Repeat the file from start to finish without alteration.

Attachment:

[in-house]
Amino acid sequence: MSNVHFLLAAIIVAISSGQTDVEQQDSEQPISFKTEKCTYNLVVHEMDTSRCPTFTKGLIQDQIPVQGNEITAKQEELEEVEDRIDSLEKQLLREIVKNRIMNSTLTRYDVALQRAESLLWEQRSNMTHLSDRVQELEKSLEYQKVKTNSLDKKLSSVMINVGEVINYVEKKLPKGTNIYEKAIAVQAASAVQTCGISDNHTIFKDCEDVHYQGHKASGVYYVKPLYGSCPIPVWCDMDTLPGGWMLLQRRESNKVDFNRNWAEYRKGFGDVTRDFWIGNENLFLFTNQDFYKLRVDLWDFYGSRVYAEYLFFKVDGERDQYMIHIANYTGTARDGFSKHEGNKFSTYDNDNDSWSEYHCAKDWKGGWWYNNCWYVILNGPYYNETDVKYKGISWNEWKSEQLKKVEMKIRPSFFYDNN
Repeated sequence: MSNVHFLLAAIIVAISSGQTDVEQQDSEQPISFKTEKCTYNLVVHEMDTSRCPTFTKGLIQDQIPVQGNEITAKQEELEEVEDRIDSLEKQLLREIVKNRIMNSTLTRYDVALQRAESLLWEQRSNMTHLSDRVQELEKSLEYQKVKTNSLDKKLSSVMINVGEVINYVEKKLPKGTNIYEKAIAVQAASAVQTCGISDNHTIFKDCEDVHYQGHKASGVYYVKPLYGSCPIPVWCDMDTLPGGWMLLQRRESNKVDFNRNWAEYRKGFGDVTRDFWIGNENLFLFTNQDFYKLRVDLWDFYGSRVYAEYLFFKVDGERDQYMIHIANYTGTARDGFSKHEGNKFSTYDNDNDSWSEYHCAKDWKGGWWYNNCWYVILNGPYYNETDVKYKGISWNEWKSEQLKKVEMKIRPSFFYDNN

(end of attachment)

[in-house]
Amino acid sequence: MSNVHFLLAAIIVAISSGQTDVEQQDSEQPISFKTEKCTYNLVVHEMDTSRCPTFTKGLIQDQIPVQGNEITAKQEELEEVEDRIDSLEKQLLREIVKNRIMNSTLTRYDVALQRAESLLWEQRSNMTHLSDRVQELEKSLEYQKVKTNSLDKKLSSVMINVGEVINYVEKKLPKGTNIYEKAIAVQAASAVQTCGISDNHTIFKDCEDVHYQGHKASGVYYVKPLYGSCPIPVWCDMDTLPGGWMLLQRRESNKVDFNRNWAEYRKGFGDVTRDFWIGNENLFLFTNQDFYKLRVDLWDFYGSRVYAEYLFFKVDGERDQYMIHIANYTGTARDGFSKHEGNKFSTYDNDNDSWSEYHCAKDWKGGWWYNNCWYVILNGPYYNETDVKYKGISWNEWKSEQLKKVEMKIRPSFFYDNN
Repeated sequence: MSNVHFLLAAIIVAISSGQTDVEQQDSEQPISFKTEKCTYNLVVHEMDTSRCPTFTKGLIQDQIPVQGNEITAKQEELEEVEDRIDSLEKQLLREIVKNRIMNSTLTRYDVALQRAESLLWEQRSNMTHLSDRVQELEKSLEYQKVKTNSLDKKLSSVMINVGEVINYVEKKLPKGTNIYEKAIAVQAASAVQTCGISDNHTIFKDCEDVHYQGHKASGVYYVKPLYGSCPIPVWCDMDTLPGGWMLLQRRESNKVDFNRNWAEYRKGFGDVTRDFWIGNENLFLFTNQDFYKLRVDLWDFYGSRVYAEYLFFKVDGERDQYMIHIANYTGTARDGFSKHEGNKFSTYDNDNDSWSEYHCAKDWKGGWWYNNCWYVILNGPYYNETDVKYKGISWNEWKSEQLKKVEMKIRPSFFYDNN